How do you or your organization use this solution?
Please share with us so that your peers can learn from your experiences.
We are using this solution for one of our projects where it requires an open-source toolchain for web application development.
We used this solution to do an integration between one of our PMS, property management systems. We integrated Opera and a cloud-based system. We use it as an interface between the Opera system, which is on a Windows server, and cloud bases system.
We use the solution in the company where I work as an operating system. Whenever you are doing some serious development, you deploy this solution on a Unix platform.
I provide products for my customers. There are no limits to this solution. Customers can use it for almost all applications and they can use it for their own systems.
It is used for everything. We use it for our mail server and cloud solution server. You can also use it as an Active Directory (AD) Server instead of a Windows Server.
We primarily use the solution for web applications.
I'm responsible for building and providing container environments, and, therefore, I need to install and configure Kubernetes clusters on Linux operating systems. We use Ubuntu as a base operating system for the Kubernetes cluster and container environments.
I'm using it for a file server and for MySQL servers. Those are my primary uses.
I primarily used Ubuntu Linux as a DNS server. I was running other types of servers, as well.
We are a solution provider and we recommend this product to our customers. We also use it internally. Ubuntu provides us with a computer server, allowing us to combine our software code and different projects to produce graphics. This operating system is suitable for cloud computing.
We use the solution for internal application deployment.
I use it for everything. I literally use it for any activity that I would do on a computer. I use it for writing code, browsing the web, shopping, and streaming videos and music. I also use it for graphics editing and testing.
I used Ubuntu Linux for my desktop and for web servers.
I support a group that works with artificial intelligence. I install the machines for them and they do the customization. Some use Python, some use Java, some use other languages. They install their own IDs, their own products, their own systems and I deal with the operating system and support it. I'm a lead Linux administrator.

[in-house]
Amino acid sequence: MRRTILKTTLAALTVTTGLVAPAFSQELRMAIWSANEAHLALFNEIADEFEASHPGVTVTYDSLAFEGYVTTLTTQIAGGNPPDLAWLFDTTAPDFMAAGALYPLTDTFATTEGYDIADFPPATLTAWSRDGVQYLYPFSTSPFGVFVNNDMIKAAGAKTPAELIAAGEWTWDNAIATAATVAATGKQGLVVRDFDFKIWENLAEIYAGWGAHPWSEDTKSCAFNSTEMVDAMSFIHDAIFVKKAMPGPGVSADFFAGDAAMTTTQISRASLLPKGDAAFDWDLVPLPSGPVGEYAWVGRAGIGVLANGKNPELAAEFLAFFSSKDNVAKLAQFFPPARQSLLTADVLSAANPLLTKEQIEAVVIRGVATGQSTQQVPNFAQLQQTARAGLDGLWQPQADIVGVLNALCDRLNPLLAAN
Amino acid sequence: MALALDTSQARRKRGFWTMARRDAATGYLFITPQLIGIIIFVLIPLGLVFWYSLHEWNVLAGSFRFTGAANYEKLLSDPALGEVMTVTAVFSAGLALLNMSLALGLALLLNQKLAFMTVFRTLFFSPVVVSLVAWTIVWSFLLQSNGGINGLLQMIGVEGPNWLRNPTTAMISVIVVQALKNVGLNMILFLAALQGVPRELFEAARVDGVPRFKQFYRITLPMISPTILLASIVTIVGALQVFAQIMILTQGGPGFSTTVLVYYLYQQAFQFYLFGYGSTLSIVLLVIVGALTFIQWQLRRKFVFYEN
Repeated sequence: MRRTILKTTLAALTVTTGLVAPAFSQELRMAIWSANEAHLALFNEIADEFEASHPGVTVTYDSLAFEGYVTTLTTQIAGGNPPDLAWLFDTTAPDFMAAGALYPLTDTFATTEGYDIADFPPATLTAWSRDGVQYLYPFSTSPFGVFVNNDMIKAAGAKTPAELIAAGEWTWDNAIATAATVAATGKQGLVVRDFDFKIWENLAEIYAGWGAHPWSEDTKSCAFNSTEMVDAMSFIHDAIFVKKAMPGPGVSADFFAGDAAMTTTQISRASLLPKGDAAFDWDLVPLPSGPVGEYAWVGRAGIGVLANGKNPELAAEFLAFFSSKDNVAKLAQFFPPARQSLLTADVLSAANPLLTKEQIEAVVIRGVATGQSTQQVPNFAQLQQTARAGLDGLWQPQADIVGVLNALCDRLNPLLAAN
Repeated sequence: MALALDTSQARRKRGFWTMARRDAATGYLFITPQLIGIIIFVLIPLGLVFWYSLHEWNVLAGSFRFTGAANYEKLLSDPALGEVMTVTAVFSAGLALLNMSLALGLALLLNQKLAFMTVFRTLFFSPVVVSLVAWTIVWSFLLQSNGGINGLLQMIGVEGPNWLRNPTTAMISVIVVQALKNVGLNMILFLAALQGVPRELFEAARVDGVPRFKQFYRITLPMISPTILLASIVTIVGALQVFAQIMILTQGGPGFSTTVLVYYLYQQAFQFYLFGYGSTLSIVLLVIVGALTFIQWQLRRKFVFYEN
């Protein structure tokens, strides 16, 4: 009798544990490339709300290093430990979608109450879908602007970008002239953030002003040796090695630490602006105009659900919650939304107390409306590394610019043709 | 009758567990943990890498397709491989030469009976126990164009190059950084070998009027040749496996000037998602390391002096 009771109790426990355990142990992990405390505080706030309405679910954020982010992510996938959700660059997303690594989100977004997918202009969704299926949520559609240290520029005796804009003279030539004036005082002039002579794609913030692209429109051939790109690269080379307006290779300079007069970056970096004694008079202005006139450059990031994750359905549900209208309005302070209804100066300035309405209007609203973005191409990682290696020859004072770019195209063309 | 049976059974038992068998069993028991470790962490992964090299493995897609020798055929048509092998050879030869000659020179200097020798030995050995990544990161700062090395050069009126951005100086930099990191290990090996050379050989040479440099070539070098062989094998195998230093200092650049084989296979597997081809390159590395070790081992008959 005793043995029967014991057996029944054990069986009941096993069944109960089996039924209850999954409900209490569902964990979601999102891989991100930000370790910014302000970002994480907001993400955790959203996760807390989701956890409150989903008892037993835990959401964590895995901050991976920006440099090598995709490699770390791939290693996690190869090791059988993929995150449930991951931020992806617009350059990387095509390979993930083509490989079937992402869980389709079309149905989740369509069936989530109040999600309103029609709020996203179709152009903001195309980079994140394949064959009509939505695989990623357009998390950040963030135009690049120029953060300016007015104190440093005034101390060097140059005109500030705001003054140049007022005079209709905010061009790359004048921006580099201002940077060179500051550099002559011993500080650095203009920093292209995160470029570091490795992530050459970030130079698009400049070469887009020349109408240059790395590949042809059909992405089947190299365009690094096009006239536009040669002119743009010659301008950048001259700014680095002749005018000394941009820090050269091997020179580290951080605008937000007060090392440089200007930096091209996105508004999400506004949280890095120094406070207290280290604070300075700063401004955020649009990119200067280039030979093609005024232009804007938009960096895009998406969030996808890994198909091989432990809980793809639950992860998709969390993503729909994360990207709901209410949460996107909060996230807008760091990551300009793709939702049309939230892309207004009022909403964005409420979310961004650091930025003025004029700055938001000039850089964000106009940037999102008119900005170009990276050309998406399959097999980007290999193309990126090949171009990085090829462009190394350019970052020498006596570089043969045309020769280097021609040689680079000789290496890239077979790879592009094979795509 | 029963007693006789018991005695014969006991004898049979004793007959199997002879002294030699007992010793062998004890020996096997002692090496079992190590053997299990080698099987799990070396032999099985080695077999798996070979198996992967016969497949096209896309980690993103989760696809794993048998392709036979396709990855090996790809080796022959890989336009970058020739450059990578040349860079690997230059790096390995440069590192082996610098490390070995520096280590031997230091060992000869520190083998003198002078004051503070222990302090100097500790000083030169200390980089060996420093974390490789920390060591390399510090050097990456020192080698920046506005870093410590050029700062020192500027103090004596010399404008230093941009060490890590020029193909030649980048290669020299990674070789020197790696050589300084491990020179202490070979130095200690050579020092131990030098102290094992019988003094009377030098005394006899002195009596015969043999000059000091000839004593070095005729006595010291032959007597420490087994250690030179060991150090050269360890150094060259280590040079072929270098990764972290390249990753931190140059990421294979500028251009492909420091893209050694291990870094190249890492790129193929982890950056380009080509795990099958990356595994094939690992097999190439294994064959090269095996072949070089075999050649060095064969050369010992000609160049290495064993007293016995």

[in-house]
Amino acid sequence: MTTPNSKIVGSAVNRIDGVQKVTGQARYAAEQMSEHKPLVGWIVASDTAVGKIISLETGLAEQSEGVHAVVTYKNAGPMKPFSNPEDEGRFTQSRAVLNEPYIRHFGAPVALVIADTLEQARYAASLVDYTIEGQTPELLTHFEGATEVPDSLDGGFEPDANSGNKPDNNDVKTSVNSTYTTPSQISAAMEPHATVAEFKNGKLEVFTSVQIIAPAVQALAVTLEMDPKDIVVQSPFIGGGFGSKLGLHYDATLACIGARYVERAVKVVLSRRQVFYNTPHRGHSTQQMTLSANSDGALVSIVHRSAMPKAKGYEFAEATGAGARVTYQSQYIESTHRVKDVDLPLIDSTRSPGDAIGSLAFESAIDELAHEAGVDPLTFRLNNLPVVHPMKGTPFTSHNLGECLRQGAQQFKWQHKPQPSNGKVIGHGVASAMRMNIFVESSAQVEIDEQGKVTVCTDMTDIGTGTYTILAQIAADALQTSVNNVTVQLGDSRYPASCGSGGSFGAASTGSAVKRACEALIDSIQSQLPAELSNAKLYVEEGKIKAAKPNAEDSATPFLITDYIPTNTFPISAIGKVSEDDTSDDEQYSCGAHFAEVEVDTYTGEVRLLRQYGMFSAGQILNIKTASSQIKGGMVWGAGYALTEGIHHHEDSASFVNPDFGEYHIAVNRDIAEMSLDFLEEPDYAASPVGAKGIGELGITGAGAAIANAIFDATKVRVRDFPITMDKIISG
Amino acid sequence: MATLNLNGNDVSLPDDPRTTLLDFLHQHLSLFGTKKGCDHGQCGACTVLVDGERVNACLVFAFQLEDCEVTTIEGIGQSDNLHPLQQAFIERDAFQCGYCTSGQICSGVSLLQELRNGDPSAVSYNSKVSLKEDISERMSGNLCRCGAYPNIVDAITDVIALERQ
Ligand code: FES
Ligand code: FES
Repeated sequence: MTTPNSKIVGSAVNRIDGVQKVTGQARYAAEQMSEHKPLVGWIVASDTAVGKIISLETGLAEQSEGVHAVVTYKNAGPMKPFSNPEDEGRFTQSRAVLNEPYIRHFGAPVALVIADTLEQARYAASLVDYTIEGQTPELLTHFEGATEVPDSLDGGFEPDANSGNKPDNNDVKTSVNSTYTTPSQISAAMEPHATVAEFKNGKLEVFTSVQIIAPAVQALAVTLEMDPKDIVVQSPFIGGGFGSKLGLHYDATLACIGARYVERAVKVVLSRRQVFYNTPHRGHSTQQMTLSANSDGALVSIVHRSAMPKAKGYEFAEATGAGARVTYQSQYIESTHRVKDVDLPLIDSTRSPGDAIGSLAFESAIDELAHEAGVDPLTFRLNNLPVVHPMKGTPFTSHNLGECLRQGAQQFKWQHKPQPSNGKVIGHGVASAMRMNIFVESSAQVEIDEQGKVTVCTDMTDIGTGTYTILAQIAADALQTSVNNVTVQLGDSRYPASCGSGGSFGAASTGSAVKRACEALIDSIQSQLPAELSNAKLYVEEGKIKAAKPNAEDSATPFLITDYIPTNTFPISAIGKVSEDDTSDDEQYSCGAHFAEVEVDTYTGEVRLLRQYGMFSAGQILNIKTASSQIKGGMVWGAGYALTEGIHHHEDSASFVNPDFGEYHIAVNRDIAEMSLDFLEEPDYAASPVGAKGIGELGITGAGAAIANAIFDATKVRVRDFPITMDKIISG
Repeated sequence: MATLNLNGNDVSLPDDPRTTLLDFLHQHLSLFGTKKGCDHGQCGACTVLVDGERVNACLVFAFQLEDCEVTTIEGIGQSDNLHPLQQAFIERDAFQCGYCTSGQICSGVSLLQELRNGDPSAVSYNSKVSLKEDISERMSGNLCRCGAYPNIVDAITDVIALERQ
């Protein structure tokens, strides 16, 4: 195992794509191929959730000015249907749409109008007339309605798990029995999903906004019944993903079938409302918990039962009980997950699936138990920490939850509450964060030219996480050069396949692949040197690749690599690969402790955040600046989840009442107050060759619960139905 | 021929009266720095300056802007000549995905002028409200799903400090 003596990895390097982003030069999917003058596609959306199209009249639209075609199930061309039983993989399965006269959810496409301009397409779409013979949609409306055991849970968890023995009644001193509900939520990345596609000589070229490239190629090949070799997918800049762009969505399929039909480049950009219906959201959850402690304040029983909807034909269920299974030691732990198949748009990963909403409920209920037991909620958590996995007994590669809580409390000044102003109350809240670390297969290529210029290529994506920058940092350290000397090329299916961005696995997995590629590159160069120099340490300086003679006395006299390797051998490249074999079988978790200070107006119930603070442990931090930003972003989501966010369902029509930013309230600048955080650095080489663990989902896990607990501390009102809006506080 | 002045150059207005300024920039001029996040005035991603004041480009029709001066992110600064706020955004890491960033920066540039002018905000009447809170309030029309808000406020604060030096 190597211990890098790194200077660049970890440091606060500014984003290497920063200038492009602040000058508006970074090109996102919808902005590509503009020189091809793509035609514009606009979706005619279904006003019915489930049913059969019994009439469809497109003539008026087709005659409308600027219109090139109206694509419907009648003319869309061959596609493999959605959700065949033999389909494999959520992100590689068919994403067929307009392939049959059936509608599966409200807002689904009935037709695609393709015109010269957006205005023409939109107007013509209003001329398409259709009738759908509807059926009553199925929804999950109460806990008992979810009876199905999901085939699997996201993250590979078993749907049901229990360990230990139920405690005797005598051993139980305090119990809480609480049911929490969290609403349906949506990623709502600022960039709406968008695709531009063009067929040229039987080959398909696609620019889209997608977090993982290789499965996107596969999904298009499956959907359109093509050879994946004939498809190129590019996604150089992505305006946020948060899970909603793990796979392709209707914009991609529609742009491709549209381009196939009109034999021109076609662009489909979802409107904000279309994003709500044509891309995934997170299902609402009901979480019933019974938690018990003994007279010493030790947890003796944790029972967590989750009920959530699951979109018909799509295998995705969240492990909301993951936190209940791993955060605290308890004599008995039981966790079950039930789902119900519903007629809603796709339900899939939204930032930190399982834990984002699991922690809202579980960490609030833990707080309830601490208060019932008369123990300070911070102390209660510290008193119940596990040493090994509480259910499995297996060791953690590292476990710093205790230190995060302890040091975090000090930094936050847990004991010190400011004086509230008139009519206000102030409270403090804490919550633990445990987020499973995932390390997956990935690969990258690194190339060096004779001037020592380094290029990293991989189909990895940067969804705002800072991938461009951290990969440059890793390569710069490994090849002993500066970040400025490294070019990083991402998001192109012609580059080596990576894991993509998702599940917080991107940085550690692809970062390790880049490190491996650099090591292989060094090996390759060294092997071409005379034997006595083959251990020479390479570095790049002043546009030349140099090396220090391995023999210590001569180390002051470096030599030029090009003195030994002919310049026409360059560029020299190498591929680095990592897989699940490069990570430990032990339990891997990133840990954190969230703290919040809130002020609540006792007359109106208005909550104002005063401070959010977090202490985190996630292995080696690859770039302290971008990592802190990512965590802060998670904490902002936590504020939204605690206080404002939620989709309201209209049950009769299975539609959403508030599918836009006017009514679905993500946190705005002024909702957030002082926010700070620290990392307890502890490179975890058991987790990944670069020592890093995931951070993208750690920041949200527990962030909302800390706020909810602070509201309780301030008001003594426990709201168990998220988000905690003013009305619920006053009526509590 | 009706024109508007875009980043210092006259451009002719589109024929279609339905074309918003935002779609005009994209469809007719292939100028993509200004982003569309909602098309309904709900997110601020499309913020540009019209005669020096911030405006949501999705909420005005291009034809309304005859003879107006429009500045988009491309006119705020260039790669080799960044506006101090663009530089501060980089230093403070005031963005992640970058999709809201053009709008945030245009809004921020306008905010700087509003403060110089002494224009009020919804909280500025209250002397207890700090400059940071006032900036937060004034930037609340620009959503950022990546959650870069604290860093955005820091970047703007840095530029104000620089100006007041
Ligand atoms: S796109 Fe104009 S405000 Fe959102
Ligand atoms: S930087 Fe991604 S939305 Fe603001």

We run our personal applications or non-mission-critical applications on Ubuntu Linux to cut the cost.
The solution provides digital use for end users. I'm the director of the company and we are customers of Ubuntu.
I primarily use it in my day to day work to test my products. There are a lot of open-source tools on the market, and I need this product to have something to deploy them on.
The primary use case for Ubuntu is as a Linux operating system.
We are at a University and use this solution for teaching and research.
I'm a customer of Ubuntu Linux and work as director lead infrastructure.
Our primary use case is to have as an operating system, to install some applications.
We primarily use the solution as an operating system.
We pretty much use it to run everything that we have at the moment.
I use this solution on my desktop.
We're using Ubuntu in a number of different ways and I even have a server for the main controller that's running Ubuntu so that people can authenticate and do various other things internally. I started using Linux a very long time ago and it wasn't Ubuntu. Ubuntu just happened to be the friendliest, nicest solution out there. It is also the easiest to sell to other people. One of the things I like about this solution is that you can leave it without having to boot into a rescue mode at one of your servers. You don't have to change permissions or go through nightmarish scenarios to solve technical issues.
Some of my customers use Red Hat, some of them use Debian, and some of them use Ubuntu. Ubuntu is popular for ordinary customers and some of our clients use Ubuntu. I have experience with most main distributions, such as SUSE, Ubuntu, Red Hat, CentOS, and Debian.
I used it before on my laptop, and I was quite happy with it. I had to change back to Windows 8 when we got a new product which is not supported by Linux. To show our product to our customers, I had to go back to Windows. I still have an older laptop which is using the Ubuntu version on it. I am still quite happy with it. I have not had so many compatibility problems between Ubuntu and Windows as I have had with Mac.